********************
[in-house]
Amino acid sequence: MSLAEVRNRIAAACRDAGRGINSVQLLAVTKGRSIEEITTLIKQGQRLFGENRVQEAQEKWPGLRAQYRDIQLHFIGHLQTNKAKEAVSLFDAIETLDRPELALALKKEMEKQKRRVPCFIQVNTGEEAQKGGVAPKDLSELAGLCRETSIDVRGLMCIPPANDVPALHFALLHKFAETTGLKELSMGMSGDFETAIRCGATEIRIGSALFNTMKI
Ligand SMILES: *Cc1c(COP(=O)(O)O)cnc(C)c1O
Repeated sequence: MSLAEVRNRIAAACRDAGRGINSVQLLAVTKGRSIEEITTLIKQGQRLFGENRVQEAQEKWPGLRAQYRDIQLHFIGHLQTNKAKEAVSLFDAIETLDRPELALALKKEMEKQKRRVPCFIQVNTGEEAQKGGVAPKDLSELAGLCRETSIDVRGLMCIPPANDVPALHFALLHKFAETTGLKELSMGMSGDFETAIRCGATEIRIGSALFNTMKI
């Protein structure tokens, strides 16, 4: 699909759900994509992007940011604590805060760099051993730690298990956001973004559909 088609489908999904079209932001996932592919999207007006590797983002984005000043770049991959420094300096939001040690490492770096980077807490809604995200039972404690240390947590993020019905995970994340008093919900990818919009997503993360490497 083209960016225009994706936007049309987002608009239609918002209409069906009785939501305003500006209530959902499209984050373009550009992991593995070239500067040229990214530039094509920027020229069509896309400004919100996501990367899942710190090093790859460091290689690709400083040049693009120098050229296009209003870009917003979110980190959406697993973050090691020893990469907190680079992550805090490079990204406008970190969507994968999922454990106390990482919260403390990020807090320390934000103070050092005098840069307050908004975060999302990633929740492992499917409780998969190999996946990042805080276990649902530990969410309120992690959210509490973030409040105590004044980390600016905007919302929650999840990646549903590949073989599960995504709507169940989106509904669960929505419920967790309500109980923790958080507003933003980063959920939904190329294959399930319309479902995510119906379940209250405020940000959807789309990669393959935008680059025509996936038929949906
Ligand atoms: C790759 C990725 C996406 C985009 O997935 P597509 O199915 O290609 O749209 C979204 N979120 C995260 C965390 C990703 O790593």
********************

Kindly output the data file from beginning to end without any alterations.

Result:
[in-house]
Amino acid sequence: MSLAEVRNRIAAACRDAGRGINSVQLLAVTKGRSIEEITTLIKQGQRLFGENRVQEAQEKWPGLRAQYRDIQLHFIGHLQTNKAKEAVSLFDAIETLDRPELALALKKEMEKQKRRVPCFIQVNTGEEAQKGGVAPKDLSELAGLCRETSIDVRGLMCIPPANDVPALHFALLHKFAETTGLKELSMGMSGDFETAIRCGATEIRIGSALFNTMKI
Ligand SMILES: *Cc1c(COP(=O)(O)O)cnc(C)c1O
Repeated sequence: MSLAEVRNRIAAACRDAGRGINSVQLLAVTKGRSIEEITTLIKQGQRLFGENRVQEAQEKWPGLRAQYRDIQLHFIGHLQTNKAKEAVSLFDAIETLDRPELALALKKEMEKQKRRVPCFIQVNTGEEAQKGGVAPKDLSELAGLCRETSIDVRGLMCIPPANDVPALHFALLHKFAETTGLKELSMGMSGDFETAIRCGATEIRIGSALFNTMKI
């Protein structure tokens, strides 16, 4: 699909759900994509992007940011604590805060760099051993730690298990956001973004559909 088609489908999904079209932001996932592919999207007006590797983002984005000043770049991959420094300096939001040690490492770096980077807490809604995200039972404690240390947590993020019905995970994340008093919900990818919009997503993360490497 083209960016225009994706936007049309987002608009239609918002209409069906009785939501305003500006209530959902499209984050373009550009992991593995070239500067040229990214530039094509920027020229069509896309400004919100996501990367899942710190090093790859460091290689690709400083040049693009120098050229296009209003870009917003979110980190959406697993973050090691020893990469907190680079992550805090490079990204406008970190969507994968999922454990106390990482919260403390990020807090320390934000103070050092005098840069307050908004975060999302990633929740492992499917409780998969190999996946990042805080276990649902530990969410309120992690959210509490973030409040105590004044980390600016905007919302929650999840990646549903590949073989599960995504709507169940989106509904669960929505419920967790309500109980923790958080507003933003980063959920939904190329294959399930319309479902995510119906379940209250405020940000959807789309990669393959935008680059025509996936038929949906
Ligand atoms: C790759 C990725 C996406 C985009 O997935 P597509 O199915 O290609 O749209 C979204 N979120 C995260 C965390 C990703 O790593």